You don’t rely on only SPSS menus to run your analysis, right? (Please, please tell me you don’t).
There’s really nothing wrong with using the menus. It’s a great way to get started using SPSS and it saves you the hassle of remembering all that code.
But there are some really, really good reasons to use the syntax as well.
If you’re figuring out the best model and have to refine which predictors to include, running the same descriptive statistics on a bunch of variables, or defining the missing values for all 286 variable in the data set, you’re essentially running the same analysis over and over.
Picking your way through the menus gets old fast. In syntax, you just copy and paste and change or add variables names.
A trick I use is to run through the menus for one variable, paste the code, then add the other 285. You can even copy the names out of the Variable View and paste them into the code. Very easy.
I know that while you’re immersed in your data analysis, you can’t imagine you won’t always remember every step you did.
But you will. And sooner than you think.
Syntax gives you a “paper” trail of what you did, so you don’t have to remember. If you’re in a regulated industry, you know why you need this trail. But anyone who needs to defend their research needs it.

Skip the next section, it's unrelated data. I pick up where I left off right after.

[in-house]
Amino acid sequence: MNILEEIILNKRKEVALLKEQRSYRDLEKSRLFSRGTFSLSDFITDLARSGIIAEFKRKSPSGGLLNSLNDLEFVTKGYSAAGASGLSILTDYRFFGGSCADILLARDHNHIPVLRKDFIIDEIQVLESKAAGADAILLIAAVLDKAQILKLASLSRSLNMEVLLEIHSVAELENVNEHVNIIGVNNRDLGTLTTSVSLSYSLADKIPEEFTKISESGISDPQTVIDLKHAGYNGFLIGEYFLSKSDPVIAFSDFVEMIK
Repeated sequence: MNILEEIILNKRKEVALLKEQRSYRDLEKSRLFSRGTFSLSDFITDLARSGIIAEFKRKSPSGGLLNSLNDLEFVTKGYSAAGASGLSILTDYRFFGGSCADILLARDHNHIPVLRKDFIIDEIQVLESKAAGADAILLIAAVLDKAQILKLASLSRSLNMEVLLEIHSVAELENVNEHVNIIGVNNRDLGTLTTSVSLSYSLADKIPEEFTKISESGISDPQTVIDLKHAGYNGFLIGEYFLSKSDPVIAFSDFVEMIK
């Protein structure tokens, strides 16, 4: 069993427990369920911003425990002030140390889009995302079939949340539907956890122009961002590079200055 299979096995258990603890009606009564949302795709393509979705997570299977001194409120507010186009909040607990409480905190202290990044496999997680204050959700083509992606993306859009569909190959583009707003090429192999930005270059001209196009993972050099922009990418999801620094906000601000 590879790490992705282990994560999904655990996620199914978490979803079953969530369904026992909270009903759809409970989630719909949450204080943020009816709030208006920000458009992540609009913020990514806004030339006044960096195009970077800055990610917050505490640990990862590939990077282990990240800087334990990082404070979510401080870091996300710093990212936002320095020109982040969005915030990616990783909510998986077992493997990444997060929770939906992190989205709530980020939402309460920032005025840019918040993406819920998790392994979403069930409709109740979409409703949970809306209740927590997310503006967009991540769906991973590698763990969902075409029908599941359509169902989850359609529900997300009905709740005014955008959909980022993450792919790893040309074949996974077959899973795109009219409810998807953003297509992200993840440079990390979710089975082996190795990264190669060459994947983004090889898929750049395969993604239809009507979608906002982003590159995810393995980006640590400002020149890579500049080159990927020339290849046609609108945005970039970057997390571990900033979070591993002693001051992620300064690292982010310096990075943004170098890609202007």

When your advisor, coauthor, colleague, statistical consultant, or Reviewer #2 asks you which options you used in your analysis or exactly how you recoded that variable, you can clearly communicate it by showing the syntax. Much harder to explain with menu options.
When I hold a workshop or run an analysis for a client, I always use syntax. I send it to them to peruse, tweak, adapt, or admire. It’s really the only way for me to show them exactly what I did and how to do it.
If your client, advisor, or colleague doesn’t know how to read the syntax, that’s okay. Because you have a clear answer of what you did, you can explain it.
4. Efficiency again
When the data set gets updated, or a reviewer (or your advisor, coauthor, colleague, or statistical consultant) asks you to add another predictor to a model, it’s a simple matter to edit and rerun a syntax program.
In menus, you have to start all over. Hopefully you’ll remember exactly which options you chose last time and/or exactly how you made every small decision in your data analysis (see #2: Memory).
There are some SPSS options that are available in syntax, but not in the menus.
And others that just aren’t what they seem in the menus.
The menus for the Mixed procedure are about the most unintuitive I’ve ever seen. But the syntax for Mixed is really logical and straightforward. And it’s very much like the GLM syntax (UNIANOVA), so if you’re familiar with GLM, learning Mixed is a simple extension.
Bonus Reason to use SPSS Syntax: Cleanliness
Luckily, SPSS makes it exceedingly easy to create syntax. If you’re more comfortable with menus, run it in menus the first time, then hit PASTE instead of OK. SPSS will automatically create the syntax for you, which you can alter at will. So you don’t have to remember every programming convention.